Theodor Pištěk (* October 25, 1932 in Prague) is a Czech painter, costume designer, set designer and former car racer. He is a world-famous author of film costumes and decorations and an Oscar winner for costumes for the film Amadeus by director Miloš Forman. Valmont received the César Award for his next film and was nominated for an Oscar. In 2003 he was awarded the Czech Lion Award for long-term artistic contribution to Czech film, in 2013 the Crystal Globe for extraordinary artistic contribution to world cinematography and in 2017 the Golden Shoe for extraordinary contribution to cinematography for children and youth.

Theodor Pištěk was born on October 25, 1932 in Prague. He graduated from the Academy of Fine Arts in Prague in 1958 in the studio of Vratislav Nechleba. Simultaneously with his painting work, he also established himself as a sought-after costume designer. He has participated in more than a hundred feature films, including classic works such as Vláčil's Markéta Lazarová and Údolí včel, Menzel's Hrabal Postřižina and the legendary fairy tale Three Nuts for Cinderella. Abroad, he became famous for his costume designs for Miloš Forman's films Amadeus, Valmont and Lid versus Larry Flynt. He won an Oscar for his costumes for the film Amadeus, and was nominated for this award for his costumes for the film Valmont. His uniforms of the Prague Castle Guard, created during the presidency of Václav Havel, are also well known.

In addition to painting and creating film costumes, however, Theodor Pištěk also pursued a career as a car racer, which he left in 1973.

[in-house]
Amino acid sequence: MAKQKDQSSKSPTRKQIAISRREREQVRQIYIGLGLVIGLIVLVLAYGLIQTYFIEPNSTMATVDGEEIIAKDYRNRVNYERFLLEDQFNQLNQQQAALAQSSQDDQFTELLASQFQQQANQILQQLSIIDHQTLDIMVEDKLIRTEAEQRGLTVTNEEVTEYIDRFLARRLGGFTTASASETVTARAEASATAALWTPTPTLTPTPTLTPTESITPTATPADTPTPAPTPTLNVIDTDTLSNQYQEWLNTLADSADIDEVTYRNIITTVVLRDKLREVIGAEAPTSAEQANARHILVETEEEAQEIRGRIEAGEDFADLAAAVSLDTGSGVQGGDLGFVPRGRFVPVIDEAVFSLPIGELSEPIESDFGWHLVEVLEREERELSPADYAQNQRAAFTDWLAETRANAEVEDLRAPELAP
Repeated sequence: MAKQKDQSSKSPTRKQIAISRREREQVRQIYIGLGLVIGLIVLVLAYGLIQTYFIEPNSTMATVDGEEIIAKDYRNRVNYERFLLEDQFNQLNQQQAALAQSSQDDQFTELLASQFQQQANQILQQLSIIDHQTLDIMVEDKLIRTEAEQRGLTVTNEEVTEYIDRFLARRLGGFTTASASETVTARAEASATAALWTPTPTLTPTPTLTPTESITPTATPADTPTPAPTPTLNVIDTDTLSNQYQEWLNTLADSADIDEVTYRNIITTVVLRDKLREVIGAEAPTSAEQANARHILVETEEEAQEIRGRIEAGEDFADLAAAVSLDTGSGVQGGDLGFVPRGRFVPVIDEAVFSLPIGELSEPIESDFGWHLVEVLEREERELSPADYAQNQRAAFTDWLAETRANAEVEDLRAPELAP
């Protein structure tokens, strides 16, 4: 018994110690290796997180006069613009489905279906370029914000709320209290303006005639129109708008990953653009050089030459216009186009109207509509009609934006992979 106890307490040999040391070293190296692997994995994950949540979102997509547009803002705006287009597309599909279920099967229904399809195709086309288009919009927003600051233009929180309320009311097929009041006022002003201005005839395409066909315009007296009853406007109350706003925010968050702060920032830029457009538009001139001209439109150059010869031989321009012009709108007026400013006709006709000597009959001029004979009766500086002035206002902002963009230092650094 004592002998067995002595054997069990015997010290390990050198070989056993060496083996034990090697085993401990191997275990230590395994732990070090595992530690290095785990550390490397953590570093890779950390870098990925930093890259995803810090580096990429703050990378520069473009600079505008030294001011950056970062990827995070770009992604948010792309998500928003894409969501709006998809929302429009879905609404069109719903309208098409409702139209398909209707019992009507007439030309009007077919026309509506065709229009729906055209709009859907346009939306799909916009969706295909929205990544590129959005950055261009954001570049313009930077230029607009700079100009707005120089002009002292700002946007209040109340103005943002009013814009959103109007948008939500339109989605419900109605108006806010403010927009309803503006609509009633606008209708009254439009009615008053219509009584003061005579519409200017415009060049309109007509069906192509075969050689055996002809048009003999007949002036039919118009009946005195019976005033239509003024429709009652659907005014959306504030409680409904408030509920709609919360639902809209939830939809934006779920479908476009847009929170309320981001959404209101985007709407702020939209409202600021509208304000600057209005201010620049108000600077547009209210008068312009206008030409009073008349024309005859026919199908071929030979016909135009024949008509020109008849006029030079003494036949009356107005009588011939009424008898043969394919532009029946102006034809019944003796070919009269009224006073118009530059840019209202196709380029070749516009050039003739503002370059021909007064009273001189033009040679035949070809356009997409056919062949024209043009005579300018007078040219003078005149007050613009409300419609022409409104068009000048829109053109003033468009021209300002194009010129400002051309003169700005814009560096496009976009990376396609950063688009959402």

Both environments, racing and film, are in a way also reflected in the author's painting, which Pištěk considers in a way a priority. The world of fast machines and car racers can be found in his photorealistic paintings. The world of film is a world of illusions that arise in the specific environment of shifted reality. In particular, film studios with their backdrop constructions play out a hidden semantic game of fiction and reality for the average viewer. This moment is one of the key themes of Pištěk's paintings. We find it not only in hyperrealistic works, but it also continues in other pictorial series that thematize space. Sovereign mastery of smooth painting allows Pištěk to suggest their illusiveness. In the 1990s, Pištěk worked with an infinite variability of spatial possibilities. He gives them the necessary monumentality and persuasiveness in his paintings. Last but not least, it is also necessary to mention the painter's color, his coloristic abilities and work with a colored surface.

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